Though books by and for queer women are not exactly ubiquitous, this year we managed to find 36 titles worth reading. And, as many of you have let us know, there are even more out there to consider.
Whether you’re looking for a good book for yourself or one to give as a present during the holidays, here are a few must-haves from the year’s offerings: Away by Amy Bloom, Biting the Apple by Lucy Jane Bledsoe, and Directed by Desire: The Collected Poems of June Jordan by June Jordan.
Bloom’s latest novel, Away, is the story of Lillian Leyb, a young woman banished from her homeland after her parents, husband and daughter are killed in a Russian pogrom.
The book begins with a declaration: “It is always like this: The best parties are made by people in trouble.” Lillian’s troubles, it turns out, have only just begun when she arrives at her cousin’s doorstep on New York’s Lower East Side.
Though consumed by memories of her family and their tragic deaths, Lillian is in survival mode. As mistress to both the son (who happens to be gay) and father of a prominent New York family, she quickly figures out how to take care of herself in this New World. In order to do so, Lillian has to reinvent herself: “She was a daughter, she was a wife, she was a mother. She was not acting like an anything then.”
However, just as she finally settles in, Lillian hears from another cousin that her daughter, Sofia, survived and was adopted by a family who fled to Siberia. Everyone warns Lillian not to trust her cousin’s report, and Lillian certainly has her doubts. But the idea of reuniting with Sofia is far too great to disregard: “Not that she is mine. That I am hers.”
So Lillian sets out on the long journey home, back to the Old World. The obvious questions in Away are whether Lillian will make it to Siberia, and then if she will find her daughter once she arrives.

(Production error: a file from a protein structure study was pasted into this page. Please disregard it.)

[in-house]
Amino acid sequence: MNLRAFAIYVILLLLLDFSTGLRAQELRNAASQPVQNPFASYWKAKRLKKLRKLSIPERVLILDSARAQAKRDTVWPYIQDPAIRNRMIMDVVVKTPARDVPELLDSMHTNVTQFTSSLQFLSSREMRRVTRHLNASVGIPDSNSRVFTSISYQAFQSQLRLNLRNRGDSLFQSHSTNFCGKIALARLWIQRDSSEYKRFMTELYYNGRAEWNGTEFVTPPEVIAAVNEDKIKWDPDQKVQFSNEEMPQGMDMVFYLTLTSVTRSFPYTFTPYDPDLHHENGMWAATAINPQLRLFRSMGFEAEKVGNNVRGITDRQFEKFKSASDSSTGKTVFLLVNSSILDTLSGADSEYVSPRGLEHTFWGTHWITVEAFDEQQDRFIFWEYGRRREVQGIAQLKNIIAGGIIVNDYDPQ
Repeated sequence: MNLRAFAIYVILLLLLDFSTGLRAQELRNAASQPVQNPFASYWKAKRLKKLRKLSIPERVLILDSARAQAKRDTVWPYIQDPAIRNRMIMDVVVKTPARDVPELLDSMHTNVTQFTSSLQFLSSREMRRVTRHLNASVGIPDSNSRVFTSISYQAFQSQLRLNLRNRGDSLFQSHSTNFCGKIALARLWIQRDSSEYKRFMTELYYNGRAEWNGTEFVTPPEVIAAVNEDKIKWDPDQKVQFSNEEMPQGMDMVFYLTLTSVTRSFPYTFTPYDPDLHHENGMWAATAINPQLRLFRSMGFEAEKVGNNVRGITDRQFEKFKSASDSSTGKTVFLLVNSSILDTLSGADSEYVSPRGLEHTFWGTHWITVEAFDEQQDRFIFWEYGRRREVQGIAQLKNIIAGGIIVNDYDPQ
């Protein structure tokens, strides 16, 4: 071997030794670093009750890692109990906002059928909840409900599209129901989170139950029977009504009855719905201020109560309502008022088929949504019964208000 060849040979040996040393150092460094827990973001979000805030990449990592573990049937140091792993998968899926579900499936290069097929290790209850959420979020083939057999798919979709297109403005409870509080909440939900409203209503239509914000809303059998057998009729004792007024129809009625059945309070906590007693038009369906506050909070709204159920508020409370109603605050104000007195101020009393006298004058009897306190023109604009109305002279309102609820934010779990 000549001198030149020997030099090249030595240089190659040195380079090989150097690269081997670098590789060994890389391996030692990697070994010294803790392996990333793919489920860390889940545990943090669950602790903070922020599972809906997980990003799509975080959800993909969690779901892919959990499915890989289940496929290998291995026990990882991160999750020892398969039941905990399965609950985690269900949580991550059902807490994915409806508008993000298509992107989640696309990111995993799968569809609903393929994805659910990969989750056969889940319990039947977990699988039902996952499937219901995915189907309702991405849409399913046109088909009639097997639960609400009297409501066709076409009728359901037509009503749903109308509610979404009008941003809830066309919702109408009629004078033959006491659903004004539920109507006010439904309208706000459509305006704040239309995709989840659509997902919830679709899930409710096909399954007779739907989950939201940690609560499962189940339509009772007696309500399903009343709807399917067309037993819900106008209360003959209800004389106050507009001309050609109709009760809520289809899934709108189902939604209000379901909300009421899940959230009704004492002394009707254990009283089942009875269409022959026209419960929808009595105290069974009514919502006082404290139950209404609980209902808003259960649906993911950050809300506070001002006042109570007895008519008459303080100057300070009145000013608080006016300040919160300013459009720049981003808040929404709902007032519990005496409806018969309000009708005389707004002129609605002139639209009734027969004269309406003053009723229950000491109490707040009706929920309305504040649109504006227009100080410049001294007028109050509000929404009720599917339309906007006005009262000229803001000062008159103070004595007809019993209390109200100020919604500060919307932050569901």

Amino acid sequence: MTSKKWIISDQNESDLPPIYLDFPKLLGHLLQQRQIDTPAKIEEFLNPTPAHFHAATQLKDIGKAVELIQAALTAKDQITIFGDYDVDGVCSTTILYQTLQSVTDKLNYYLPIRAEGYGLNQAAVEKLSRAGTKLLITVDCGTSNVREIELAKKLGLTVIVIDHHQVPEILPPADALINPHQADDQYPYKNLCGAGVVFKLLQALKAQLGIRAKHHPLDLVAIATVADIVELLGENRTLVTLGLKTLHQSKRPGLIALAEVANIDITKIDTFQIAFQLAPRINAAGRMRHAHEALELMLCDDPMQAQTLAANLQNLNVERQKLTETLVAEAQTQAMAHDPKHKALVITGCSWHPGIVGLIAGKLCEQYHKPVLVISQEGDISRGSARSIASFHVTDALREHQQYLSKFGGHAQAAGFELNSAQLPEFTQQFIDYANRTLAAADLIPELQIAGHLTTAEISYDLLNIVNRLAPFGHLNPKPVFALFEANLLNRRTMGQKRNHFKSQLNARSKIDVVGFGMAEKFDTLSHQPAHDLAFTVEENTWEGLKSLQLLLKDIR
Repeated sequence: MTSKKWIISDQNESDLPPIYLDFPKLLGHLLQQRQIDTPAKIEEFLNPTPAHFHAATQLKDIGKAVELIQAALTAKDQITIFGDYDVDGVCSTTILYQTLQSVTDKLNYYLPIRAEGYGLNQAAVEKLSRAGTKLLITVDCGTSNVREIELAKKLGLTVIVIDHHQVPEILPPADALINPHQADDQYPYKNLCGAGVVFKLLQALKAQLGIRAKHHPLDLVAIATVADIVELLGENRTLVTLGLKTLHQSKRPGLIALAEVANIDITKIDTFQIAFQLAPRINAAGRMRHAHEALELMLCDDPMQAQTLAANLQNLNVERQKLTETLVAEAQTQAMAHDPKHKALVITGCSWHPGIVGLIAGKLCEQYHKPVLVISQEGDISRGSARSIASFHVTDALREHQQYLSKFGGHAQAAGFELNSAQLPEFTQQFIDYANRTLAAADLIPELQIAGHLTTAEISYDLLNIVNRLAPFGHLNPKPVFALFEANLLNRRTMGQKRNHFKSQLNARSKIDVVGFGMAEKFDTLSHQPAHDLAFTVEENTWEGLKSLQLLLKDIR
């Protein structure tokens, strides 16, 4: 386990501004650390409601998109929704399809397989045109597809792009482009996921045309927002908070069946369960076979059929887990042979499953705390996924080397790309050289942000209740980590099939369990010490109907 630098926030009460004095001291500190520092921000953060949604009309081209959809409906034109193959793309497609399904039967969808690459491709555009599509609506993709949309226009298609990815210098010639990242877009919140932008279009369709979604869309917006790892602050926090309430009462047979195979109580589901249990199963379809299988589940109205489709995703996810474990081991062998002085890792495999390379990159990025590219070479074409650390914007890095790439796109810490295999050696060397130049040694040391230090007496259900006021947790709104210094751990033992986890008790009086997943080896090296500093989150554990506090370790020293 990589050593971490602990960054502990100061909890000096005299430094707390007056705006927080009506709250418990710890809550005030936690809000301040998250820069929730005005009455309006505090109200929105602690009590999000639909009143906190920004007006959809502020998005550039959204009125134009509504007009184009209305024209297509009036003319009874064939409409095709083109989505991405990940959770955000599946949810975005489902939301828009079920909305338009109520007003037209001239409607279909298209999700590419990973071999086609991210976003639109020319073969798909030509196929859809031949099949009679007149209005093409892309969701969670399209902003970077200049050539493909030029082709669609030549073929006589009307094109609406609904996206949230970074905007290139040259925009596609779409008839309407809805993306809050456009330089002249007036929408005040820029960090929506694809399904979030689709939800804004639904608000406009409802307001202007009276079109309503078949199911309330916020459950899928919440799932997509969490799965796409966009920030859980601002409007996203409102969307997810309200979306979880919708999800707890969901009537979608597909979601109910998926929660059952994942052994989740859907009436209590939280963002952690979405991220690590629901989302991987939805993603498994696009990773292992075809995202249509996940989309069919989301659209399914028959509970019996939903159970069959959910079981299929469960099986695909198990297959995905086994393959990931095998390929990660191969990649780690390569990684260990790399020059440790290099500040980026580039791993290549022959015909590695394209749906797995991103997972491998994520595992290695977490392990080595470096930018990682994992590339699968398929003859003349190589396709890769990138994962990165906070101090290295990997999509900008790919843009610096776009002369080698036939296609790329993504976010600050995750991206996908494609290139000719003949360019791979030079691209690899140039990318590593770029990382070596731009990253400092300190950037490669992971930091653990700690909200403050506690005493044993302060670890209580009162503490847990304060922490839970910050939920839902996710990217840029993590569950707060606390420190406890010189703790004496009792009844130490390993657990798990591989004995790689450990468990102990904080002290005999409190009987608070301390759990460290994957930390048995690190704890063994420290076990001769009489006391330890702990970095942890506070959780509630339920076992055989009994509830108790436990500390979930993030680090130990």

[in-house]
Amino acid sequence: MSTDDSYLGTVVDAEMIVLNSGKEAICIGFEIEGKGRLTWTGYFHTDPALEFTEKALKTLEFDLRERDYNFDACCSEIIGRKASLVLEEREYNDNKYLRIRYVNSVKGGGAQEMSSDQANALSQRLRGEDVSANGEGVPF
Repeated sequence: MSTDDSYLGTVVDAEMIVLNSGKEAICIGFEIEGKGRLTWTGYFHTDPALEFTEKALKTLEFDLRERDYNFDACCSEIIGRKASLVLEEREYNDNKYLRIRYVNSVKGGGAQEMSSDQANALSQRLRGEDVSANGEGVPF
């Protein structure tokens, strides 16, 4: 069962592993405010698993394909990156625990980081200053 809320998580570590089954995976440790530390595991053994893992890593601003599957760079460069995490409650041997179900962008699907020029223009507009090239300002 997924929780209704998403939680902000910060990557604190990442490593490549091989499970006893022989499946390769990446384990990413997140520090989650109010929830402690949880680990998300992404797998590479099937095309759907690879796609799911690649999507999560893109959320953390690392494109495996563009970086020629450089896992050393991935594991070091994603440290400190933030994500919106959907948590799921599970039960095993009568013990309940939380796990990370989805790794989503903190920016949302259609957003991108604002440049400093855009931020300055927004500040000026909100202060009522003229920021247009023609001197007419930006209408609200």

Meanwhile, Lillian’s past continues to haunt her, and her dreams of the pogrom are vivid: “She rubs her eyes and feels the strings of blood that were closing her lids. They roll down her cheeks and into her mouth, solid bits of blood, hard as peppercorns, softening on her tongue.”
Bloom infuses Lillian’s present circumstances with equal tension. It is the early 1920s, and the voyage from New York City to Siberia along the Telegraph Trail is far from easy. In addition to finding friendship and love, Lillian encounters prostitution, thievery and murder on her journey. And she meets a host of desperate characters who either hinder or help her.
First, a Seattle prostitute named Gumdrop involves Lillian in a plan to seek revenge on her pilfering pimp, Snooky Salt. Then Arthur Gilpin (the “only constable” in Prince Rupert, British Columbia) lands Lillian in the Hazelton Agrarian Work Center for Women, where she soon takes comfort in the arms of the new girl, “Chinky.”
Back on the trail again, Lillian stumbles upon a cabin filled with young children whose mother’s decomposing body lies in the snowy backyard. And, finally, she meets John Bishop, a fellow exile who may be the first person to understand Lillian’s plight.
Amy Bloom is the bisexual author of several books, including A Blind Man Can See How Much I Love You, Love Invents Us and, my personal favorite, Come to Me (which is also one of Jenny Schecter’s favorites, but don’t let that scare you off).
Away is a profoundly beautiful and moving addition to Bloom’s already impressive body of work. A solid epic in hardcover, it is also the perfect gift.
Eve Glass, former Olympic runner and now promising author of two motivational books, is ripe with potential. She is beautiful, smart, athletic and charming. There’s a glow about her that none of the other characters in Bledsoe’s brilliant new novel seem able to resist.
But Eve’s aura is misleading. It does not reflect her troubled childhood, her unrelenting need to be taken care of and nurtured, her predilection for shoplifting, and her unrequited love for a poet who lives clear across the country.
Eve’s reality differs sharply from the stories of triumph, honor and beauty that fill her latest motivational book, If Grace is the Goal. In alternating points of view, Biting the Apple explores what happens when the polish protecting Eve’s image begins to chip.
The character most insistent on maintaining Eve’s facade is Nick Capelli, her ex of many titles (husband, coach and manager). Nick has his own problems, including his fiancée, Judith, whom he “loves” despite his minor problem with fidelity. Though his relationship with Eve is not sexual, and never really was, Judith forces him to stop coddling her and serving as her “everything.”
Eventually, Nick gives up the reins and hires Alissa Smith as Eve’s marketing director. But the job’s easier said than done, especially for Alissa, whose previous clients have mainly been businessmen who were easily manipulated and actually cared about their public image.